If messages arrive at the first server in the order A, B, C, for example, that server would send them to the second server in a different order, such as C, B, A. The second server would them reshuffle things again when sending the messages on. The advantage there is that a would-be attacker who had tracked the messages’ points of origin would have no idea which was which by the time they exited the last server.
An old scripting vulnerability that impacts a large number of Linux distributions and programing languages allows for man-in-the-middle attacks that could compromise web servers. The vulnerability, which affects many PHP and CGI web-apps, was revealed Monday in tandem with the release of a bevy patches from impacted companies and platforms.
Researchers at SaaS distributor VendHQ named the vulnerability Httpoxy. It affects server-side web applications that run in Common Gateway Interface (CGI) or CGI-like environments, such as some FastCGI configurations, along with programing languages PHP, Python, and Go.
“This is a very serious flaw, if you’re one of the few still reliant on CGI and PHP for generating web pages,” said Dominic Scheirlinck, principal engineer VendHQ, and one of several researchers from the firm that discovered Httpoxy. The vulnerability is rated as “medium” by the firm and is easily exploitable.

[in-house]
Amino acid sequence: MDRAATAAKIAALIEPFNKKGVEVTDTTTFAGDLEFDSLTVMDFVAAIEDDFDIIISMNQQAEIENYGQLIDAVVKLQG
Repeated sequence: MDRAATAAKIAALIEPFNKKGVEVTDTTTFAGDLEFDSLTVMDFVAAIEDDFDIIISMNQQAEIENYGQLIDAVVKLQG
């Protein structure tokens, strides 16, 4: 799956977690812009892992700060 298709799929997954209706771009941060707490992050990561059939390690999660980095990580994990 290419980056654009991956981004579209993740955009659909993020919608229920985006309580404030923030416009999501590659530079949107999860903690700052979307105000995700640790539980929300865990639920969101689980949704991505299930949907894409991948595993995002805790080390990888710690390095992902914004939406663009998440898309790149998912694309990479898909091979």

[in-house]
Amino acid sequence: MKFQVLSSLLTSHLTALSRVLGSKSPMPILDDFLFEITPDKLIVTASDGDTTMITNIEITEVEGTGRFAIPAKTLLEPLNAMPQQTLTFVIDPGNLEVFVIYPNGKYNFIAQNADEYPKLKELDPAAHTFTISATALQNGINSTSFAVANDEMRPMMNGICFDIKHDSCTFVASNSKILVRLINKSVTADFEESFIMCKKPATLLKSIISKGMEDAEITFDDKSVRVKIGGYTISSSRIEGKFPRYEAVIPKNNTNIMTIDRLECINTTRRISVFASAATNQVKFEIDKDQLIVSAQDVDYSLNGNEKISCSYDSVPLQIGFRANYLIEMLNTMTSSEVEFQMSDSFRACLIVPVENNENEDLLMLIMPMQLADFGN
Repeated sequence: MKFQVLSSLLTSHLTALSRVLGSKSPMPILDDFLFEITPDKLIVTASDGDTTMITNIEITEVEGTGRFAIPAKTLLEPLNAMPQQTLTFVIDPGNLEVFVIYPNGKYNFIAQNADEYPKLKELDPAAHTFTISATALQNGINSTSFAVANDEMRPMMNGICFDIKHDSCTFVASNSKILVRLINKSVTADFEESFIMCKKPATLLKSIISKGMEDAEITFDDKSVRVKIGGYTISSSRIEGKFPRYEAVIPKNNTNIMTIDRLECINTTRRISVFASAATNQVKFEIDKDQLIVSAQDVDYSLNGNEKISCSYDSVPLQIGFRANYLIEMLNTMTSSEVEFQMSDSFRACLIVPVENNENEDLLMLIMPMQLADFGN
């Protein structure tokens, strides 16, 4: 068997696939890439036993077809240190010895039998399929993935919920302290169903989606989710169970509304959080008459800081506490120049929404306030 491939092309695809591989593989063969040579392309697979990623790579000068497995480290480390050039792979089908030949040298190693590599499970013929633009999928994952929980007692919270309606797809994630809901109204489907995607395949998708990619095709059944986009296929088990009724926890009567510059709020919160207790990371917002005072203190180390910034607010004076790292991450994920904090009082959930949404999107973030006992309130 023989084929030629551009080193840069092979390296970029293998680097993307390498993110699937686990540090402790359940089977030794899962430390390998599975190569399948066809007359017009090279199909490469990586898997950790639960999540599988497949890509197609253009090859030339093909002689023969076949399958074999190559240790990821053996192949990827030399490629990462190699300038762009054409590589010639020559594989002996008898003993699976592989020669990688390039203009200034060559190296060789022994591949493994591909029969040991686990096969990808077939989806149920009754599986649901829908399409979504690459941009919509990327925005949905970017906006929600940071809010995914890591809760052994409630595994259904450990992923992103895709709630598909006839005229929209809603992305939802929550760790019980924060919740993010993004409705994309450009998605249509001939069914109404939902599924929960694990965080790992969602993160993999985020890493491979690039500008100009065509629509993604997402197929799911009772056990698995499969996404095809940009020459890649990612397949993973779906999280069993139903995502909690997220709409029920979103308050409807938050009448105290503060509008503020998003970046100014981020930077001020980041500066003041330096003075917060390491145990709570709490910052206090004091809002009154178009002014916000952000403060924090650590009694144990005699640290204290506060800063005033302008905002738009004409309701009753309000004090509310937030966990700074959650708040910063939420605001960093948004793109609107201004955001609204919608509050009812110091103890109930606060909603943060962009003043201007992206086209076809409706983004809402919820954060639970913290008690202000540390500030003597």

A criminal gang recently found an effective way to spread malware that drains online bank accounts. According to a blog post published Monday, they bundled the malicious executable inside a file that installed a legitimate administrative tool available for download.
The legitimate tool is known as Ammyy Admin and is used to provide remote access to a computer so someone can work on it even when they don't have physical access to it. According to Monday's blog post, members of a criminal enterprise known as Lurk somehow managed to tamper with the Ammyy installer so that it surreptitiously installed a malicious spyware program in addition to the legitimate admin tool people expected. To increase their chances of success, the criminals modified the PHP script running on the Ammyy Web server, suggesting they had control over the website.
Among the more plunderous cybercrime gangs is a group known as “Carbanak,” Eastern European hackers blamed for stealing more than a billion dollars from banks. Today we’ll examine some compelling clues that point to a connection between the Carbanak gang’s staging grounds and a Russian security firm that claims to work with some of the world’s largest brands in cybersecurity.
The Carbanak gang derives its name from the banking malware used in countless high-dollar cyberheists. The gang is perhaps best known for hacking directly into bank networks using poisoned Microsoft Office files, and then using that access to force bank ATMs into dispensing cash. Russian security firm Kaspersky Lab estimates that the Carbanak Gang has likely stolen upwards of USD $1 billion — but mostly from Russian banks.